The judiciary claims that any outside body having disciplinary powers over them would compromise their independence. They claim that they have set up an “inhouse mechanism” for investigating and taking action on complaints against judges. It is this “in-house procedure” which is sought to be given statutory status by the proposed Judges Inquiry Act Amendment Bill 2006. One major problem with the “in-house procedure” is that judges regard themselves as a close brother hood, and are reluctant to take action against those they regard as their brothers and with whom they sit and interact every day inside and outside the courts. Moreover, they feel that exposing bad apples among them would reflect poorly on the judiciary as a whole. That is why most complaints (even serious ones made with documentary evidence) against judges are just brushed under the carpet and not investigated or inquired into. There are other problems with the bill too. The complainant is required to disclose the source of information of every part of his complaint. He can also be sent to jail by the judges committee if they feel that the complaint is frivolous or malafide. All this will effectively ensure that hardly anyone will summon the courage to make a complaint to this in-house body of judges. Morever, even if the in-house body finds a judge guilty of serious misconduct, they will only recommend impeachment and the matter will again go for voting to Parliament, which can be frustrated by partisan political consider ations as happened in the Ramaswami case. Also, the judge has been given a right of appeal to the Supreme Court even after Parliament votes to remove him. All this will ensure that no judge will be removed till he retires.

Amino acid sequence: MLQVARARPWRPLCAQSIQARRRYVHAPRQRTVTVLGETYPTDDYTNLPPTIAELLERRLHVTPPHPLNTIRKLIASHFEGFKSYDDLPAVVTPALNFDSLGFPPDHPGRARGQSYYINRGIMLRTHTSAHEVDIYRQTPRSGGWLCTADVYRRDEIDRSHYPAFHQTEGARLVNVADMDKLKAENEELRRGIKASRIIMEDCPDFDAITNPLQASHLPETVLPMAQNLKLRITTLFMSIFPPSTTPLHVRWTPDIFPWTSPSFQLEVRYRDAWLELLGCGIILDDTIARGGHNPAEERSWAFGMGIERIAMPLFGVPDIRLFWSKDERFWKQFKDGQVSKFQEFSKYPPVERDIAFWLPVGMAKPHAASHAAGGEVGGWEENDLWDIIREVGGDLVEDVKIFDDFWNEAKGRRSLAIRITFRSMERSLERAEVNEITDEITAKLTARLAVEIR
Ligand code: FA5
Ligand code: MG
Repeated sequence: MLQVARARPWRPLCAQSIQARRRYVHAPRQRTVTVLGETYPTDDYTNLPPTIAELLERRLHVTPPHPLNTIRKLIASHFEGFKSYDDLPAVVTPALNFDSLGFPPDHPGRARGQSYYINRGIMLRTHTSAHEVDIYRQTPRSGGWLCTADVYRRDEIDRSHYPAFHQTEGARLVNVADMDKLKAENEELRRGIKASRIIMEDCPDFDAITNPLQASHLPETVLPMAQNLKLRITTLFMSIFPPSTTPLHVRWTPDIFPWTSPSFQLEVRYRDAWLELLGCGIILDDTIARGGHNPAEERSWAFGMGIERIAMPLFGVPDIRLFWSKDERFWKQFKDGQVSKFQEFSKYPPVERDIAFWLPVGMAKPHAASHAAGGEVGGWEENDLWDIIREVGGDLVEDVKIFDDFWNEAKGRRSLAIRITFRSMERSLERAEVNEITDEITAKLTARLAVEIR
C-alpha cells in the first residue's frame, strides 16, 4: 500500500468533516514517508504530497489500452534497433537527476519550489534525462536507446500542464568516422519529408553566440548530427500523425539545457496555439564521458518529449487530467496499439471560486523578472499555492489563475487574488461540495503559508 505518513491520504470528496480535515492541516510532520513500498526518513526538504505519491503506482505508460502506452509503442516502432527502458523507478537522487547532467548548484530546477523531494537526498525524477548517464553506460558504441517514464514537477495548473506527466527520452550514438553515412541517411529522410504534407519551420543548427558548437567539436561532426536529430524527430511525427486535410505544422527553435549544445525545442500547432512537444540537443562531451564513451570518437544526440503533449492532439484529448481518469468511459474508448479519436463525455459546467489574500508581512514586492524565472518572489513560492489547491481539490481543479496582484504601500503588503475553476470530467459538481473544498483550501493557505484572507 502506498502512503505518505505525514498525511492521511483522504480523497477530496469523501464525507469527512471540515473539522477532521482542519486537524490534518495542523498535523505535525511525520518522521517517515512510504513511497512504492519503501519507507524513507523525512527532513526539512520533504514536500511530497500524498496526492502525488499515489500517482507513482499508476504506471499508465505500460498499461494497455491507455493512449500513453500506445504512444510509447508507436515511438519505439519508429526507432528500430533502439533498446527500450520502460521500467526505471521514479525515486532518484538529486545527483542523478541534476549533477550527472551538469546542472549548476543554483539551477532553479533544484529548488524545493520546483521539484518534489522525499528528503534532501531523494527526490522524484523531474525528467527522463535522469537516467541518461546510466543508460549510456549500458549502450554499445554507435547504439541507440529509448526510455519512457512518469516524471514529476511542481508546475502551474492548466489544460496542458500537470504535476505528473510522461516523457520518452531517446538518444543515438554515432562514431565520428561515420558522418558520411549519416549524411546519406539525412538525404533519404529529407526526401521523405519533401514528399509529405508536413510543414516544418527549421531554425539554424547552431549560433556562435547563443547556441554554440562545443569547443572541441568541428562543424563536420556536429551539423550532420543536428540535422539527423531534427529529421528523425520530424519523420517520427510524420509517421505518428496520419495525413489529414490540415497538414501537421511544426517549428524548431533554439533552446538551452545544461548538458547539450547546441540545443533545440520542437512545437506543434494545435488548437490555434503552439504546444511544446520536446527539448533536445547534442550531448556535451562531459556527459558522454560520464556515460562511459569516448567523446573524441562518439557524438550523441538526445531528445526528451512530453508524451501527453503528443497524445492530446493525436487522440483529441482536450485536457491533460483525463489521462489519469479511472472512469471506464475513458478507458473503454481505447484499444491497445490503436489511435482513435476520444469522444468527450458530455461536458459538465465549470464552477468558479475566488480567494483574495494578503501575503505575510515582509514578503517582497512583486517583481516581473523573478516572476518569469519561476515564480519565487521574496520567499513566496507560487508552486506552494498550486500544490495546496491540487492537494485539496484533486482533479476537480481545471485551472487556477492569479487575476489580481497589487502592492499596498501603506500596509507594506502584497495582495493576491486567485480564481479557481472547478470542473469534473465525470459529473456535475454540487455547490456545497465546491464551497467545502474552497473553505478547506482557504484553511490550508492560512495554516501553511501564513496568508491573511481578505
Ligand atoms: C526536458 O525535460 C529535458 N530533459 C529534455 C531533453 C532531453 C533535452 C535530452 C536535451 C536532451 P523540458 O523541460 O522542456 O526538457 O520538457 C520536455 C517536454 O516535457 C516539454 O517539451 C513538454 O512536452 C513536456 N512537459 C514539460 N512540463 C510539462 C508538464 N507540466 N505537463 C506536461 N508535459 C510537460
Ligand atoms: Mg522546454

A Judicial Commission